A few days ago I woke up with an ominous ache in my foot, and my brain immediately went to dark places. Inexplicable pain in my feet and ankles, to the point of barely being able to walk, was a major feature of my most severe flare back in 2012. At the time I had no idea why my feet ached and I had diarrhoea, and my GP was unable to make the connection between the two (and no, my feet weren’t sore from constantly running to the toilet – after all, I spent enough time sitting!).
Anyway, I soon learnt that joint pain is part and parcel of autoimmune disease, and now that my UC is under control, I experience it infrequently, with just the occasional twinge in my knees.
The foot pain put me into a bit of a spin, but not in a bad way. Although I am listening even more closely to my body right now, I’m not freaking out about a possible flare. Instead, I’m actively putting measures in place to try to keep it at bay.
Aside from my regular medication, I’m placing an even greater emphasis on my diet and lifestyle, and here’s what I’m doing:
Ensuring that everything I eat is aimed at healing. That means no ‘empty’ treats that simply satisfy my taste buds but do nothing to enhance my health. I don’t need Bliss Balls or Nakd bars or 17 bananas a day. It means using food purely as a healing tool. I love to eat and I especially love sweet things so this is extremely hard, but necessary.
Eating foods that reduce inflammation. Every day, I consume avocado and coconut oil/milk/yoghurt – healthy fats that are known to help reduce inflammation. I also eat a small quantity of almonds (literally about 10 a day), plenty of fresh fruit and vegetables (at least 5 to 8 servings per day) and lean meat and fish. I’m big into baby spinach right now – I eat it raw or pour boiling water over it to cook it instantly – and try to include turmeric in my diet. Here’s my easy recipe for homemade SCD/paleo coconut yoghurt.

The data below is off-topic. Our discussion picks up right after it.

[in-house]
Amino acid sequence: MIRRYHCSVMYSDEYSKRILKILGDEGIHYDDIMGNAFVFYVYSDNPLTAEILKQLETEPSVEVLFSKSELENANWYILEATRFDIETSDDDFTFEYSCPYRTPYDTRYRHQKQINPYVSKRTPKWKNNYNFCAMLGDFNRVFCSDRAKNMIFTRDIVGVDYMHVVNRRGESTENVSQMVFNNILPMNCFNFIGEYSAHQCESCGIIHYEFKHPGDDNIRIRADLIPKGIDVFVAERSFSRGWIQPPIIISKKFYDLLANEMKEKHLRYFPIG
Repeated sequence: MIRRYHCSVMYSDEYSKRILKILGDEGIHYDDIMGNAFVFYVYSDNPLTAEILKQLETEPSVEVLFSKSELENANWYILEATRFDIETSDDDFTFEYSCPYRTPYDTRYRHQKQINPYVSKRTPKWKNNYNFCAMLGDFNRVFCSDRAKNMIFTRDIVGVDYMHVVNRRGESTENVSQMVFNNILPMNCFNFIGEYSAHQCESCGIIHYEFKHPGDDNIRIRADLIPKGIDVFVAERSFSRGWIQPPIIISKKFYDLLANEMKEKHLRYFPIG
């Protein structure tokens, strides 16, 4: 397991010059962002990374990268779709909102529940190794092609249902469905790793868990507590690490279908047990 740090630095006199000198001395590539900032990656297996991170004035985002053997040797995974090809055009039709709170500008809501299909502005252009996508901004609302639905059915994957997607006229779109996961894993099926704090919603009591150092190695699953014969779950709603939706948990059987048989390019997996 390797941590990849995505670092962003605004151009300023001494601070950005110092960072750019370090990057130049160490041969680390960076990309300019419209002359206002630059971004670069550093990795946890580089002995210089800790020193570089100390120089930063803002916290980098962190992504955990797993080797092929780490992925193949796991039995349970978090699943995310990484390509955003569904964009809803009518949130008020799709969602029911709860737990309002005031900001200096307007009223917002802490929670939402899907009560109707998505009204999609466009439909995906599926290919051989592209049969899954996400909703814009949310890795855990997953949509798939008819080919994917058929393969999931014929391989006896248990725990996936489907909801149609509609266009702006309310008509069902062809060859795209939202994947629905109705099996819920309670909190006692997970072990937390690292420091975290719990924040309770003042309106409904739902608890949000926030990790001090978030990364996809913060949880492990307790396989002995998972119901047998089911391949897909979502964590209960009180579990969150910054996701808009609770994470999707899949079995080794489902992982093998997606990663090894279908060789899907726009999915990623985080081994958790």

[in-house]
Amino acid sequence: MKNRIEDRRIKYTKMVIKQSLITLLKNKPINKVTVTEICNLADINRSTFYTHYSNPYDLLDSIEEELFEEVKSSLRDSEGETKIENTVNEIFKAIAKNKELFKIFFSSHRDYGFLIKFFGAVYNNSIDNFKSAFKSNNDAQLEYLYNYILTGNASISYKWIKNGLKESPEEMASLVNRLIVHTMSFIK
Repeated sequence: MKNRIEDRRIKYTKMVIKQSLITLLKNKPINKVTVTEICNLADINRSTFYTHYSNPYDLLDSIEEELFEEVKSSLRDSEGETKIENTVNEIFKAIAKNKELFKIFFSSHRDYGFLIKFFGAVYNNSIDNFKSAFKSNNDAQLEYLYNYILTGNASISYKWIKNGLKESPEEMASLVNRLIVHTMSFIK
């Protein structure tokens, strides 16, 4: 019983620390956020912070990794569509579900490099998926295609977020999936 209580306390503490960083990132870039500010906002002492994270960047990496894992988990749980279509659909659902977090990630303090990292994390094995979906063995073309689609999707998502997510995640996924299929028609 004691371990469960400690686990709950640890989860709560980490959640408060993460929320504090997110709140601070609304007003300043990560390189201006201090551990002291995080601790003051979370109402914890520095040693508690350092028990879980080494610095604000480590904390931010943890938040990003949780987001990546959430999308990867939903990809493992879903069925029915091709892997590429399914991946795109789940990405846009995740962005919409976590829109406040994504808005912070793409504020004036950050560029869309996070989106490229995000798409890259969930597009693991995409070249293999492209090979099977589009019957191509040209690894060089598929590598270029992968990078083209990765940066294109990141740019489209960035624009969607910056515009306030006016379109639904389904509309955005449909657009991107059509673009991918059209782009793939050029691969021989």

Cutting out alcohol. Alcohol is extremely inflammatory and the fact that I ever drink it at all is a gamble. Right now, I don’t feel like betting on my health, so the booze is gone. I’m not even sad about this; I’m too focused on healing.
Reducing coffee intake. Okay, this is very hard. When the only things you drink are coffee and water, removing 50% of your beverage options is a bitter pill. At the moment, I’m still consuming one to two cups a day, but I’m trying to reduce this to just one cup, and hopefully I’ll be able to cut it out altogether within the next few days. I really hate tea.
Choosing healthy snacks. If I do get hungry between meals, I ensure that the snacks I eat are serving me, not simply filling a gap. Don’t get me wrong – I don’t go hungry. It’s just that I won’t chuck something into my stomach for the sake of taste or plugging a hole. If I’m going to eat it, it’s going to need to fill me and fulfil a healing function. I also drink UltraInflamX once a day to load up extra vitamins and tumeric.
Avoiding problem foods. For me, this means no nightshades (which I’ve been doing anyway), and strictly limiting my consumption of nuts and raw vegetables, as both can be hard to digest.
Not overloading my gut. I’m a big eater so this has always been my greatest challenge. But overloading my GI system, whether I’m eating healthily or not, is putting it under unnecessary strain that can only lead to damage or at the very least, discomfort. I’m not a believer in eating 6 or 9 or 73 small meals a day. Honestly, that is just not satisfying to me. I love a hearty, filling dinner, and I can go smaller on the other meals. But even that hearty, filling dinner needs to be a reasonably sized portion or my gut simply won’t cope.
Drinking lots and lots of water. I already drink 2 litres a day so I can’t fit much more in without spending every free moment in the loo (one way and another, I can’t seem to get away from that place).
Getting enough sleep. I generally get between 7 and 8 hours a night and I don’t usually have any trouble sleeping, so this is one of the few things that isn’t a problem for me!
Reducing stress. I’m a highly-strung person by nature. I’m impatient, easily frustrated and quickly angered. I frequently become stressed out and annoyed, and all of this probably contributed to my diagnosis in the first place. Trying to be calmer is very difficult for me, but it’s worth the effort because stress and anger only harms the gut and inhibits the healing process. I have redoubled my efforts after reading this insightful article from Adam Scheuer at IHaveUC.com.
What are your tips for nipping a potential flare in the butt? 🙂